Government of Canada



Federal, Provincial and Territorial Ministers responsible for Emergency Management: Media availability

The Honourable Ralph Goodale, Minister of Public Safety and Emergency Preparedness, along with his provincial and territorial counterparts, will hold a media availability following day-long meetings where they discussed working together to strengthen emergency management in Canada.

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Posted on 5 May 2016 | 8:03 pm

Discover



fMRI and False Positives: A Basic Flaw?

Over the past few years I've covered (1,2,3) the work of Anders Eklund, a Swedish researcher who has discovered a potentially serious flaw in software commonly used to analyse fMRI data. Eklund has shown that popular parametric statistical analysis tools for fMRI are prone to false positives - they often 'find' brain activation even where it doesn't exist. The issue affects the leading software packages such as FSL and SPM. The main root of the problem is spatial autocorrelation - the

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Posted on 5 May 2016 | 6:11 pm

Mark Steyn



A Se'nnight of Steyn, April 25-May 1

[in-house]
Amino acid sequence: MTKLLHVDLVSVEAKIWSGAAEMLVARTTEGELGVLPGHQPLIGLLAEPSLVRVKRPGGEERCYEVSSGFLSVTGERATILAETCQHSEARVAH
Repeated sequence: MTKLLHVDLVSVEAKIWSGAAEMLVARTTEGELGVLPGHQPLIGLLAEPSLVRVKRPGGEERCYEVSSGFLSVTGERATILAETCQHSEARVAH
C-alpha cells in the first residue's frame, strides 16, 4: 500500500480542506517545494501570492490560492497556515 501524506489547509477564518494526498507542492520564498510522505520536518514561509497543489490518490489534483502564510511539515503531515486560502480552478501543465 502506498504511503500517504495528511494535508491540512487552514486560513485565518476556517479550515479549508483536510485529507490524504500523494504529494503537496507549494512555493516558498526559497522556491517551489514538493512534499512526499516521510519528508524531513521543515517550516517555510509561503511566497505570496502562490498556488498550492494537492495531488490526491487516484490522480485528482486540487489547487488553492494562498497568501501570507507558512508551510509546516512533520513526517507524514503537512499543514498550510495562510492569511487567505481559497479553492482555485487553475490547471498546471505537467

Happy May Day to readers around the world. Mark's book The [Un]documented Mark Steyn is now out in audio format - read by the author himself! More details below. This week The New Criterion posted Ben Weingarten's in-depth interview with Steyn on Big

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Posted on 1 May 2016 | 2:00 pm

MACLEANS



Could the oil sands catch fire?

What if the wildfires raging in Fort McMurray hit the oil sands?

The post Could the oil sands catch fire? appeared first on Macleans.ca.


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Posted on 4 May 2016 | 9:37 pm

Huffington Post



Corporate Welfare Is Bad For National Unity

Bombardier is on bit a roll these days. Large deals with Air Canada and Delta Air Lines for its marquee CSeries planes have boosted confidence in the company. Yet, despite this good news (and the CSeries top exec's statement last month that a bailout is "very clearly not required") the debate over a federal bailout for Bombardier rages on.

While much of the focus is rightly on the economic merits (or more accurately, demerits) of corporate welfare, political considerations are inevitably part of the equation. And on this front, two parallel narratives -- neither of which bode well for national unity -- have emerged.